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Southern African ADSL costs

By   |  April 30, 2007

South Africa, despite being far and away the most developed country in Southern Africa, does not outdo its neighbours on Internet connectivity.

Tectonic did a little digging into ADSL costs in Botswana, Angola, Mozambique, Lesotho and Zimbabwe to see just where South Africa fits into the regional picture.

Direct comparisons are fairly difficult, with differing package compositions, different languages and problematic currency conversions. So instead of compiling everything into a table, all the information that was gathered has been displayed as best.

Interestingly, and adding further testament to the poor state of South Africa’s telecoms industry, the Telkom ADSL line was down during the writing of this article.

As a basis of comparison, the following figures on Telkom’s newest and most competitive offering (see story) have been used:

384 Kbps with a 1GB cap for R279
384 Kbps with a 2GB cap for R364
4 Mbps with a 3GB cap for R675

These costs include the Telkom ISP cost, but exclude the cost of the analogue line.


Botswana’s national provider, BTC has the following offers:

256 Kbps download with 64 Kbps upload for R222
512 Kbps download and 128 Kbps upload for R353
768 Kbps download and 256 Kbps upload for R458

Standard Installation costs R327, while an extended installation which includes indoor cabling, costs R458. These costs exclude the costs of the analogue line rental and ISP.


Mozambique’s national supplier, TDM, offers the following:

128 Kbps download, 64 KBps upload with 1GB cap for R276
128 Kbps download, 64 KBps upload with 3GB cap for R414
128 Kbps download, 64 KBps upload with 4GB cap for R525
256 Kbps download, 128 KBps upload with 7GB cap for R663
512 Kbps download, 256 KBps upload with 10GB cap for R829
1024 Kbps download, 512 KBps upload with 14GB cap for R1160
2048 Kbps download, 1024 KBps upload with 20GB cap for R1492

Each of these packages include an additional 1GB which can only be used between the hours of midnight and 6am. Installation for each package costs R166 and additional bandwidth costs R18 per additional 100MB


Lesotho’s provider, Telecom Lesotho, offers the following:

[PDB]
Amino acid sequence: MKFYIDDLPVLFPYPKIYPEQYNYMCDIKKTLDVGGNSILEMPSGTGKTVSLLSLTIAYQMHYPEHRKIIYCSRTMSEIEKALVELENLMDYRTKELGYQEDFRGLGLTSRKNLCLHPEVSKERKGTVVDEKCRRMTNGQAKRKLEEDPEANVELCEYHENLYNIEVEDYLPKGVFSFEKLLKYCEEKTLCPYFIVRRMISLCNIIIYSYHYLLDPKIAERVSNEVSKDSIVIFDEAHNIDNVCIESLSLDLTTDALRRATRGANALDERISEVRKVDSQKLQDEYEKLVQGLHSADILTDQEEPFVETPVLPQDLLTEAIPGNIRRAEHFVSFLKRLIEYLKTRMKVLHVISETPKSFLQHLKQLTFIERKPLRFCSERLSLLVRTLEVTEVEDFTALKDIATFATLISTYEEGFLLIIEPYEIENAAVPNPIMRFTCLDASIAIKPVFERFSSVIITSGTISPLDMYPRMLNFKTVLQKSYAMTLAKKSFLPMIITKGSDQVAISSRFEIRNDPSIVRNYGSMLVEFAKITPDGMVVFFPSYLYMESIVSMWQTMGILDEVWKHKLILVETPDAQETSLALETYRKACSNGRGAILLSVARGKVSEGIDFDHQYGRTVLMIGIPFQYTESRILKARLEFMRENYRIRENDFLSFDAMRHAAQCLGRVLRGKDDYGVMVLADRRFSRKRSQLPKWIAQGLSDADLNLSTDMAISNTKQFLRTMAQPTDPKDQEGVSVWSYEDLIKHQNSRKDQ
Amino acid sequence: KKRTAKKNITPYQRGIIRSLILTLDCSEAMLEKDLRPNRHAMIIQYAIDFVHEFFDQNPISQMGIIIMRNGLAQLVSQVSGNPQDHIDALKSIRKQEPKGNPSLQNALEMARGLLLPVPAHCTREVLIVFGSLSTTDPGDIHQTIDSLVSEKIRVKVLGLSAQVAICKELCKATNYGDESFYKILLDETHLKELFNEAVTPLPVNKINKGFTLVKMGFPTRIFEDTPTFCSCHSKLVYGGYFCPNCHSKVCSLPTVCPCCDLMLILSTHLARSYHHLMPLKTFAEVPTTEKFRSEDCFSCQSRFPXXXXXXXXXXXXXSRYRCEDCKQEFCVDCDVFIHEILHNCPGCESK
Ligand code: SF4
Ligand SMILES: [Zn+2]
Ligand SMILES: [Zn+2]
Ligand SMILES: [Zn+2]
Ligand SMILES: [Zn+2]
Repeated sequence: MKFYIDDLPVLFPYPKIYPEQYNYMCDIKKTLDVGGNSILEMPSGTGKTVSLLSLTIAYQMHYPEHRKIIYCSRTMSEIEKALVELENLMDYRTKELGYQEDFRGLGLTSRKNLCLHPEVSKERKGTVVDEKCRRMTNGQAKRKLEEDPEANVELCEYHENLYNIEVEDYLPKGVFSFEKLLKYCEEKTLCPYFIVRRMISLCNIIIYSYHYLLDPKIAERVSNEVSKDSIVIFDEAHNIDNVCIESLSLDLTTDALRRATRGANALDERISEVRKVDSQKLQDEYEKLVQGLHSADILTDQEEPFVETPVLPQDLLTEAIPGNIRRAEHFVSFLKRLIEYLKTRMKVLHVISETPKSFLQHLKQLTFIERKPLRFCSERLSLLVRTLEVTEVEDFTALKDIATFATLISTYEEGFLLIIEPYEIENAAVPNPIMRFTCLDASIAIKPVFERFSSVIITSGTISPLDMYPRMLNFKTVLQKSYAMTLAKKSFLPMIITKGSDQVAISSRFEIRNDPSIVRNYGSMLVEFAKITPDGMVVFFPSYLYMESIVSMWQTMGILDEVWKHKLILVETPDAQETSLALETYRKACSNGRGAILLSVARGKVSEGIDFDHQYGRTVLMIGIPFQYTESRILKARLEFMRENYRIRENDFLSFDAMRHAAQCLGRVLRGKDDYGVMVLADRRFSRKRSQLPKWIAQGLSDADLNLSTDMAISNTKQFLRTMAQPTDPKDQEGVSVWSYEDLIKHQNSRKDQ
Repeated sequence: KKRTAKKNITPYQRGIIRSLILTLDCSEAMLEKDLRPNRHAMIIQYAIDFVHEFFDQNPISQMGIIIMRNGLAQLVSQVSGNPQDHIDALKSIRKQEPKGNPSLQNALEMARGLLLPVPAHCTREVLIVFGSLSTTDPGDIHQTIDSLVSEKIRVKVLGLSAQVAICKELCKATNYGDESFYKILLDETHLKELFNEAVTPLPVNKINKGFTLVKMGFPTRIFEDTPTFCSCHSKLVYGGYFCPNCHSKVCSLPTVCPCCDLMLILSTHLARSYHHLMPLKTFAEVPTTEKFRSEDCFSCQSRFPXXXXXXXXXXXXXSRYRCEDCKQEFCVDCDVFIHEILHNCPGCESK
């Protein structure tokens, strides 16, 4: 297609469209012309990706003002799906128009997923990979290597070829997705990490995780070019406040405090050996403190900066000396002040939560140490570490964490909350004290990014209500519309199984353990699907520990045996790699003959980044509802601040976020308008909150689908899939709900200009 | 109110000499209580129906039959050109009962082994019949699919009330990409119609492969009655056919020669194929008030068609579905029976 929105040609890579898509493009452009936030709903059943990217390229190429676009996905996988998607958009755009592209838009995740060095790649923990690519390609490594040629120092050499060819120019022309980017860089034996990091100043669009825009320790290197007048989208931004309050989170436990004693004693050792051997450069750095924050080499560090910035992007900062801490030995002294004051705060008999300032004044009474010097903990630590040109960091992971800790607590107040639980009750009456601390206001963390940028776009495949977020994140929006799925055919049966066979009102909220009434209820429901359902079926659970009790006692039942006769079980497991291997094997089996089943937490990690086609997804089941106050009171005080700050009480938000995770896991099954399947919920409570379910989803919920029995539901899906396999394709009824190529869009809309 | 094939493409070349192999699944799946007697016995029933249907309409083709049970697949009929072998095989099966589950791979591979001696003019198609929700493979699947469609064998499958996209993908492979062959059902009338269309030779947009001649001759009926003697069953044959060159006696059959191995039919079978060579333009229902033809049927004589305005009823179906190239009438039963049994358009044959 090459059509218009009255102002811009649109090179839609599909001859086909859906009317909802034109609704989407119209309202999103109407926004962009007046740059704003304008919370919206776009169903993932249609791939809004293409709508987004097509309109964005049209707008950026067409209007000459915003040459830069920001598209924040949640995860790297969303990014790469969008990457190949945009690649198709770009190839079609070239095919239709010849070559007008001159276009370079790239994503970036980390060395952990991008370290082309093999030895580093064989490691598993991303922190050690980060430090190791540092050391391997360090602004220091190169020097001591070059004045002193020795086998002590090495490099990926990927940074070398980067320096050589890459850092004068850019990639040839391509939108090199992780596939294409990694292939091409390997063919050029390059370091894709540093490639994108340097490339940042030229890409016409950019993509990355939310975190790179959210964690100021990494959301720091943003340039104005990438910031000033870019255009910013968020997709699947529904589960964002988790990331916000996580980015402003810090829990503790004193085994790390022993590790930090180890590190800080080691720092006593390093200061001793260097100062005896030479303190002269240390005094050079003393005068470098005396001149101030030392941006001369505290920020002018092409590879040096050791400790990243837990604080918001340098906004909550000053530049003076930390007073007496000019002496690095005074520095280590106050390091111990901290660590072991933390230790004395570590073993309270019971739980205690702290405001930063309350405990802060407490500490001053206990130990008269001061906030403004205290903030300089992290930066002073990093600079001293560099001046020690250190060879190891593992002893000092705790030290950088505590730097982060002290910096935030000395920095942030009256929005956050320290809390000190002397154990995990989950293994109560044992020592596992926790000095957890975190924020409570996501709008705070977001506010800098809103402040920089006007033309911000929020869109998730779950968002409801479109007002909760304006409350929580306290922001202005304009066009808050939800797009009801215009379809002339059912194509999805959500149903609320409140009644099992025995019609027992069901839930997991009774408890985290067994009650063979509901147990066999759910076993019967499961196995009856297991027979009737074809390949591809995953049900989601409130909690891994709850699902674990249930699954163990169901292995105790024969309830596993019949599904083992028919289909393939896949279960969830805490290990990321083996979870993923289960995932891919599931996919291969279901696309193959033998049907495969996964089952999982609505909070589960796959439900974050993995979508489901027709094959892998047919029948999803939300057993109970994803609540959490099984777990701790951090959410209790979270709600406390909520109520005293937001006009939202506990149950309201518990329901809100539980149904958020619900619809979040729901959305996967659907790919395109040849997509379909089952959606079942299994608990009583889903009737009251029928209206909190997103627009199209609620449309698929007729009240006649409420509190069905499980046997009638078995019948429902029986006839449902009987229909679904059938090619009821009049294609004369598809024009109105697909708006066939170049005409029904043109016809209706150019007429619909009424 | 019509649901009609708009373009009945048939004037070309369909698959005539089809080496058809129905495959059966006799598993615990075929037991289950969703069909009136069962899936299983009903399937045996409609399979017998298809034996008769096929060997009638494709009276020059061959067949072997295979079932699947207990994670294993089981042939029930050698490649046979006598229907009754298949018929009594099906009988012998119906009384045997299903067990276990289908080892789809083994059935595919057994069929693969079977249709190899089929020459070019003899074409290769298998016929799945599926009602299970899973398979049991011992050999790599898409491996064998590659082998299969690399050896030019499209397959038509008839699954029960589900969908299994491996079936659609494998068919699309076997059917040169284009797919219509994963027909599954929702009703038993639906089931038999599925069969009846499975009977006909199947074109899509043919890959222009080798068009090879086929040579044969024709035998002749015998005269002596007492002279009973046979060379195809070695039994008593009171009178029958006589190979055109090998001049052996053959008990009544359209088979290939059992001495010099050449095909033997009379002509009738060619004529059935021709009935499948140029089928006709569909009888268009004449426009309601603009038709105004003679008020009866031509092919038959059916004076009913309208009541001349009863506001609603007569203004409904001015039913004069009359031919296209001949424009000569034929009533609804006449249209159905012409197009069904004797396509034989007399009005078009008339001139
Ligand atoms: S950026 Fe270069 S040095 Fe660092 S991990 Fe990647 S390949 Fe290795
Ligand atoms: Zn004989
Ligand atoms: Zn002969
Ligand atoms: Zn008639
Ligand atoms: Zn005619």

192 Kbps download, 64 Kbps upload for R300
384 Kbps download, 128 Kbps upload for R370
512 Kbps download, 192 Kbps upload for R450
1024 Kbps download, 256 Kbps upload for R600


Angola’s national provider, Angola Telecom, offers the following:

256 Kbps: Basic for R793, Plus for R1 199
512 Kbps: Basic for R1193, Plus for R1 999

On the English version of the website, there is no indication as to what the difference is between the “Basic” and “Plus” service, nor is there any mention of a cap on the service.
Installation costs R480.


Zimbabwe Online, offers the following (please see note for explanation on conversions to rands):

64 Kbps download: 300MB for R55, 750MB for R77, 1.75GB for R113
128 Kbps download: 600MB for R66, 1.5GB for R104, 3.5GB for R177
256 Kbps download: 1.2GB for R87, 3GB for R159, 7GB for R303
512 Kbps download: 2.4GB for R131, 6GB for R266, 14GB for R555
1024 Kbps download: 4.8GB for R217, 12GB for R482, 28GB for R1 059

Using the official exchange rate, all rand amounts are in thousands. However, the black market rates, more indicative of the currency’s true value, are roughly 100 times that of the official rate. For example, the 64 Kbps service with the 300MB cap would officially convert to R55 000, while the realistic black market equivalent would place the service at a cost of R550.


Telecom Namibia do not appear to have an ADSL service on offer, but they do have ISDN (see rates). They also have a wireless broadband service (see rates).


2 Responses to “Southern African ADSL costs”

  1. Ian
    May 2nd, 2007 @ 12:00 am

    Hi James

    Great article. I\’m disappointed to hear about Namibia, as they were supposed to roll out ADSL by the end of 2006 (see

  2. incautius
    May 4th, 2007 @ 12:00 am

    Ah yes but with the single exception of Angola, which has it\’s own SAT3 landing point, all the countries you surveyed get their international bandwidth from Telkom. The only other possible source is satellite and that\’s both expensive and in rather short supply at present. Sadly, the picture is not much better in countries not strangled by Telkom – those further north. Most seem to have adopted Telkom\’s rapacious model. However, reports indicate that Nigeria may be an exception but I couldn\’t find anyone to confirm this.

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